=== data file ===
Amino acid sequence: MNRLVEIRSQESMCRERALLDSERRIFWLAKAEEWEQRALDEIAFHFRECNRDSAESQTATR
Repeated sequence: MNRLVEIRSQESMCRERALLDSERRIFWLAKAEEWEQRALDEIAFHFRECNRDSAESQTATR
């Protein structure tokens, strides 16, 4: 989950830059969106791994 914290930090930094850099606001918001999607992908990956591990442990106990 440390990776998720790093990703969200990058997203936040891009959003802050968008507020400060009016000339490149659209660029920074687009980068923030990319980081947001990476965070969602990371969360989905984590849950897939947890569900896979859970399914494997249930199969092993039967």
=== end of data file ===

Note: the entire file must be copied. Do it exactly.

Amino acid sequence: MNRLVEIRSQESMCRERALLDSERRIFWLAKAEEWEQRALDEIAFHFRECNRDSAESQTATR
Repeated sequence: MNRLVEIRSQESMCRERALLDSERRIFWLAKAEEWEQRALDEIAFHFRECNRDSAESQTATR
């Protein structure tokens, strides 16, 4: 989950830059969106791994 914290930090930094850099606001918001999607992908990956591990442990106990 440390990776998720790093990703969200990058997203936040891009959003802050968008507020400060009016000339490149659209660029920074687009980068923030990319980081947001990476965070969602990371969360989905984590849950897939947890569900896979859970399914494997249930199969092993039967």